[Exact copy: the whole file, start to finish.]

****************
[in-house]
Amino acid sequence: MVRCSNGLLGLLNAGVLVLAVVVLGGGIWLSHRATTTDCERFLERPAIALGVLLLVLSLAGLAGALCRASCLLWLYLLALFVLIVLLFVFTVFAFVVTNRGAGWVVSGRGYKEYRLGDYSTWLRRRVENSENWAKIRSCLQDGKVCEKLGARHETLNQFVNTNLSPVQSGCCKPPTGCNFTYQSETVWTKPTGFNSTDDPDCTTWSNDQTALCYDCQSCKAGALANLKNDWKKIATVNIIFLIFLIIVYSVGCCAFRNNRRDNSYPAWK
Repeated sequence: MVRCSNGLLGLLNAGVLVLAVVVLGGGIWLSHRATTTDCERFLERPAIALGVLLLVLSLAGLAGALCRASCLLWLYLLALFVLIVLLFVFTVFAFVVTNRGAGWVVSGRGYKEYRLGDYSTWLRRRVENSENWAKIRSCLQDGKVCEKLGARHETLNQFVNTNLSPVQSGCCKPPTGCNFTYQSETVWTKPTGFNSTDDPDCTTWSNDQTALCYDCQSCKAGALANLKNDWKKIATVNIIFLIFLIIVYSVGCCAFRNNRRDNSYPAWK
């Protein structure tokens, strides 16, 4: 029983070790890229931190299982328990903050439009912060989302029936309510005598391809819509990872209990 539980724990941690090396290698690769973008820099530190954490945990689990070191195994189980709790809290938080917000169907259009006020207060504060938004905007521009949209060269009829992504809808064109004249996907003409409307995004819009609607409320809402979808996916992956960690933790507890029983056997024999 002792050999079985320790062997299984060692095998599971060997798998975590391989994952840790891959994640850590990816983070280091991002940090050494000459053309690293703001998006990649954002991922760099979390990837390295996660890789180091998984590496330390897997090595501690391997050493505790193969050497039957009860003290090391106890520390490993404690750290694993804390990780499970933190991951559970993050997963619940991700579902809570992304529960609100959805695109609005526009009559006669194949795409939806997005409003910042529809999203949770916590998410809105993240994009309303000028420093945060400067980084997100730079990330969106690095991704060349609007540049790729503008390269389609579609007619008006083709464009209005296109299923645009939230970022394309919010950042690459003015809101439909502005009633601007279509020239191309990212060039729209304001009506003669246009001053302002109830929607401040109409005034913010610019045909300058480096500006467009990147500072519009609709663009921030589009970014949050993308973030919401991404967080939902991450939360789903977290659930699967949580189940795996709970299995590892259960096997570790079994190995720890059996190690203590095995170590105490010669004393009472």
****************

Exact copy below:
[in-house]
Amino acid sequence: MVRCSNGLLGLLNAGVLVLAVVVLGGGIWLSHRATTTDCERFLERPAIALGVLLLVLSLAGLAGALCRASCLLWLYLLALFVLIVLLFVFTVFAFVVTNRGAGWVVSGRGYKEYRLGDYSTWLRRRVENSENWAKIRSCLQDGKVCEKLGARHETLNQFVNTNLSPVQSGCCKPPTGCNFTYQSETVWTKPTGFNSTDDPDCTTWSNDQTALCYDCQSCKAGALANLKNDWKKIATVNIIFLIFLIIVYSVGCCAFRNNRRDNSYPAWK
Repeated sequence: MVRCSNGLLGLLNAGVLVLAVVVLGGGIWLSHRATTTDCERFLERPAIALGVLLLVLSLAGLAGALCRASCLLWLYLLALFVLIVLLFVFTVFAFVVTNRGAGWVVSGRGYKEYRLGDYSTWLRRRVENSENWAKIRSCLQDGKVCEKLGARHETLNQFVNTNLSPVQSGCCKPPTGCNFTYQSETVWTKPTGFNSTDDPDCTTWSNDQTALCYDCQSCKAGALANLKNDWKKIATVNIIFLIFLIIVYSVGCCAFRNNRRDNSYPAWK
């Protein structure tokens, strides 16, 4: 029983070790890229931190299982328990903050439009912060989302029936309510005598391809819509990872209990 539980724990941690090396290698690769973008820099530190954490945990689990070191195994189980709790809290938080917000169907259009006020207060504060938004905007521009949209060269009829992504809808064109004249996907003409409307995004819009609607409320809402979808996916992956960690933790507890029983056997024999 002792050999079985320790062997299984060692095998599971060997798998975590391989994952840790891959994640850590990816983070280091991002940090050494000459053309690293703001998006990649954002991922760099979390990837390295996660890789180091998984590496330390897997090595501690391997050493505790193969050497039957009860003290090391106890520390490993404690750290694993804390990780499970933190991951559970993050997963619940991700579902809570992304529960609100959805695109609005526009009559006669194949795409939806997005409003910042529809999203949770916590998410809105993240994009309303000028420093945060400067980084997100730079990330969106690095991704060349609007540049790729503008390269389609579609007619008006083709464009209005296109299923645009939230970022394309919010950042690459003015809101439909502005009633601007279509020239191309990212060039729209304001009506003669246009001053302002109830929607401040109409005034913010610019045909300058480096500006467009990147500072519009609709663009921030589009970014949050993308973030919401991404967080939902991450939360789903977290659930699967949580189940795996709970299995590892259960096997570790079994190995720890059996190690203590095995170590105490010669004393009472």